“Be your brothers keeper
So watch yourselves. If your brother or sister sins against you, rebuke them; and if they repent forgive them.” ~ Luke 17:3
Part of this trip is about second chances, mostly of the last time I tried this. With that as part of the picture though there’s also an aspect of forgiveness in my life right now. Trying to figure out how to let go of being hurt, angry, and feeling betrayed. Realizing that my actions today, positively interacting with the world will result in some degree of improvement. Somehow it all rolls together for me and becomes one. So its and effort in self improvement, and part of that means facing failures in one way or another. Some of you already know that this isn’t the first time that I’ve tried this long haul of a trip, even though it’s much shorter than the last time. Though I will say this started off as a much longer effort taking me all the way to the great state of Alaska and eventually back home again. Seems like a great idea, right? Well that’s what I thought until I did the budget and realized I was a crazy person. Not too mention the two guys riding part of the way with me have jobs that they actually work during the summer and don’t have the time off that teachers like myself have. So eventually this trip fell apart.
From the ashes of that failed concept though came this more practical version that allowed for me to take time during this final full month of my break after some summer teaching. So let me fill you in on why this trip is happening the way it is. I have this idea for a two- year photography project exploring the idea of community development and the way it’s evolved in North America over generations. Next year we’ll push toward completing the rest of this trip as in the map above, but it’s going to take some effort. I’ve got a bit of a story to tell:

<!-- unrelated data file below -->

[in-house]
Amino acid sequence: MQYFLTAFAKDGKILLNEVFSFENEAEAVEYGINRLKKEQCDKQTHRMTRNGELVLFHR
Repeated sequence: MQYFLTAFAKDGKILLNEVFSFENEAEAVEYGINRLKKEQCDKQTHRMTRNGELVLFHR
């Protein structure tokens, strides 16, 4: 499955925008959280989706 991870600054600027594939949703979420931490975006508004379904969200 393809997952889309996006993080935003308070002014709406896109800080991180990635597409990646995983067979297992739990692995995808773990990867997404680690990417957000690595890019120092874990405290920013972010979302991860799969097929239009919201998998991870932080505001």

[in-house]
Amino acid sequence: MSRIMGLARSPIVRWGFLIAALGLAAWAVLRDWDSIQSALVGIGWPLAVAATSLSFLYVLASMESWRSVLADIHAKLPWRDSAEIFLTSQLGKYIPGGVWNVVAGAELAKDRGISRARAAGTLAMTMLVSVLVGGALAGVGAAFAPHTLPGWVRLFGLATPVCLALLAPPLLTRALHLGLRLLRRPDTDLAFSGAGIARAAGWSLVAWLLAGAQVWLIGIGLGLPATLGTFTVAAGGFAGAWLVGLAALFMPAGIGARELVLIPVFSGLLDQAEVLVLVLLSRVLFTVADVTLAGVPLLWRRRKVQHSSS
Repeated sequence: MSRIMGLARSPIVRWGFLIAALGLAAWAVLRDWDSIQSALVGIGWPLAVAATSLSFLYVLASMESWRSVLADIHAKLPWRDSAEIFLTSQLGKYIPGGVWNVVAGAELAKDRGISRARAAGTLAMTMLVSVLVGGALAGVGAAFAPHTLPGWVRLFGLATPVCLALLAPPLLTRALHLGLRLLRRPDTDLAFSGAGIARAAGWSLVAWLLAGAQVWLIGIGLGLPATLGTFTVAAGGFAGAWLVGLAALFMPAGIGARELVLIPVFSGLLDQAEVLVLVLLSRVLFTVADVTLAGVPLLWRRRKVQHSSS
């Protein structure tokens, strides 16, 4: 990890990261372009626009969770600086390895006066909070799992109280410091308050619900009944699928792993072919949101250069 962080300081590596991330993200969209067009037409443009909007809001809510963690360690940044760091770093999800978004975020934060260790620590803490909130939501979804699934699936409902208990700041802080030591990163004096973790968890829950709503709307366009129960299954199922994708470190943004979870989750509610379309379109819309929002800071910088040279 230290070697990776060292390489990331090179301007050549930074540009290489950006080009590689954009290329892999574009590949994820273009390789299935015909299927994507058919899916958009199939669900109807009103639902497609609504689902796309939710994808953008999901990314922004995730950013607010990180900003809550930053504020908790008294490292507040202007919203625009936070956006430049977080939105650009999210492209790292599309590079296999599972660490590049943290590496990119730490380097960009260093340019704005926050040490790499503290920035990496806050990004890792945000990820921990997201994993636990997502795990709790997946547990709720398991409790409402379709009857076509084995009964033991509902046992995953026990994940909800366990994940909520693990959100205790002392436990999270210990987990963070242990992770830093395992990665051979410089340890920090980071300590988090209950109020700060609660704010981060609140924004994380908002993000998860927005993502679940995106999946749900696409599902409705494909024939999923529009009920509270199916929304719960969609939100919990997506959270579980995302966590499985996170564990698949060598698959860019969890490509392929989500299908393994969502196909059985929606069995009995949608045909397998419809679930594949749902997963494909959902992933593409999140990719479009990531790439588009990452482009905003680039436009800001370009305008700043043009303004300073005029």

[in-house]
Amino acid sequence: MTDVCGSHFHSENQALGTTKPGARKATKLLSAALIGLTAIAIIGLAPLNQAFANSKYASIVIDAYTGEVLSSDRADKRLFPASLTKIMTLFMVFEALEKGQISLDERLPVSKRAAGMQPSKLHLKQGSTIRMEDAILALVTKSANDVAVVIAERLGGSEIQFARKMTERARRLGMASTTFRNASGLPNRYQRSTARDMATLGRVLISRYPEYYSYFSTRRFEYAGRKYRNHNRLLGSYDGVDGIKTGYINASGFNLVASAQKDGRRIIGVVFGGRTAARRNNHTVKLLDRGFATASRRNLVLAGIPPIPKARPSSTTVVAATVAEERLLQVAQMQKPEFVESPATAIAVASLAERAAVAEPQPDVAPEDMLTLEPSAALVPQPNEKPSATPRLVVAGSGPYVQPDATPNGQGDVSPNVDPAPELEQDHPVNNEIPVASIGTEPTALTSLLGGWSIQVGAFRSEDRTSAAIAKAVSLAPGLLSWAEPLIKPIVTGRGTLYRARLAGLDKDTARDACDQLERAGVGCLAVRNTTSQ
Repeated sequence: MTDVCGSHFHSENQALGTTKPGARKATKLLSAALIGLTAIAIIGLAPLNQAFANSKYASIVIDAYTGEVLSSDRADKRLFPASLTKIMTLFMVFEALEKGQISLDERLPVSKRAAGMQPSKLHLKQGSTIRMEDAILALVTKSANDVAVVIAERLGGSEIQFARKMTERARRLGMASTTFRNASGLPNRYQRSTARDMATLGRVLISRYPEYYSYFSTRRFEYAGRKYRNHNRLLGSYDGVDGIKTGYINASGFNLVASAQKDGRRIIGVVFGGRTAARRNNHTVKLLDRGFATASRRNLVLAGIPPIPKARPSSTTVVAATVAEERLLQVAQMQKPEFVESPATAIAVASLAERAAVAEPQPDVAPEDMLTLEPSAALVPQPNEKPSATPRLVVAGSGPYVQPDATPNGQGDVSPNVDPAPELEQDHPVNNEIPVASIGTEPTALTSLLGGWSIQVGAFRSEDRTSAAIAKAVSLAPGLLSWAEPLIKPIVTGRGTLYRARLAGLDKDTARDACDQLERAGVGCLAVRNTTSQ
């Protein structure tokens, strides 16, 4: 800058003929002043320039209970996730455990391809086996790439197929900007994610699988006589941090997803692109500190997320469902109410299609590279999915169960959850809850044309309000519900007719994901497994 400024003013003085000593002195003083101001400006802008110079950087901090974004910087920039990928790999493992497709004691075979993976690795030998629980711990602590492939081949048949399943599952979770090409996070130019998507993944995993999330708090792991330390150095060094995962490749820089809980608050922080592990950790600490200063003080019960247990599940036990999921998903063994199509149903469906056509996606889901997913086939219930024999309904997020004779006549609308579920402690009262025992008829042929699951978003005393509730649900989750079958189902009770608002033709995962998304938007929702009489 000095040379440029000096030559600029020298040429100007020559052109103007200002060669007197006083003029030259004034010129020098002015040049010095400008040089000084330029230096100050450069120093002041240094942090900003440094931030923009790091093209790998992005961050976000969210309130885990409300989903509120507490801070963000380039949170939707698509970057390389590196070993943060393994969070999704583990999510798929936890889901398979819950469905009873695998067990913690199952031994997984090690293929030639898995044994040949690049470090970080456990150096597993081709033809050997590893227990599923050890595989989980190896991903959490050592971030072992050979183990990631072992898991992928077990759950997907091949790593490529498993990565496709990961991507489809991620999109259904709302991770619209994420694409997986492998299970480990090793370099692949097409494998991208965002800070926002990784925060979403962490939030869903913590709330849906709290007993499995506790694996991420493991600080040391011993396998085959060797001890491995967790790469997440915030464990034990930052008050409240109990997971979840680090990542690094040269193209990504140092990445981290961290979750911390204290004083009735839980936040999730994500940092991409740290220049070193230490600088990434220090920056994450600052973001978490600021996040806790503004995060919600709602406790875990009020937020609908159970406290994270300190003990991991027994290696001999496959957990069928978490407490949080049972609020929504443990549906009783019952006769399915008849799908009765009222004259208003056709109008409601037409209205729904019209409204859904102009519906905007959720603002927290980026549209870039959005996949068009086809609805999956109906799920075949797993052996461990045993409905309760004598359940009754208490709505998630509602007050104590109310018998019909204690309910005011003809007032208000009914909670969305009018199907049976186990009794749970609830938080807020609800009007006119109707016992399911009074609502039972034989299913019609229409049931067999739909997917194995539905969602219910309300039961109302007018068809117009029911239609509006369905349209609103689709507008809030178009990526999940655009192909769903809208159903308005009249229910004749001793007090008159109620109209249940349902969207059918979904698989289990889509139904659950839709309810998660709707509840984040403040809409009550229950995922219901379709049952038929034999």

“North American Portraits: Locals & Locales of the Quintessential Road Trip
The traditional idea of community structure was founded on the idea of individuals forming living groups, derived from families, built through apprenticeships, seeking education, and either a return to, or remaining in or around the area where one was raised (generally within a 20 mile radius). This ideological founding of “home” isn’t isolated to the United States, but was once the dominant method of community building across the globe. In contemporary modernized societies this idea has become a way of the past as individuals no longer feel the need to remain within a distanced range of their place of birth, generally unless for reasons of financial or familial obligation (such as agriculture, caring for an elder, etc). This work is meant to explore the aspect of why individuals now reside and / or travel from place to place, as seen through the lens of individual experience and connection. This series of photographs will address issues of identity, place as navigated through location and context, but also how these aspects may vary and alter over geographic / demographic differences throughout North America. Secondly the method of production utilizing the traditional idea of the “roadtrip” as an “all-American” experience that is somewhat universal to the audience. This serves as a way to connect the individuals interviewed and photographed, while also allowing the viewer an understandable way in which to “navigate” geography, and content, while also speaking to ideas of diversity and addressing transient populations within our current socio-political climate.”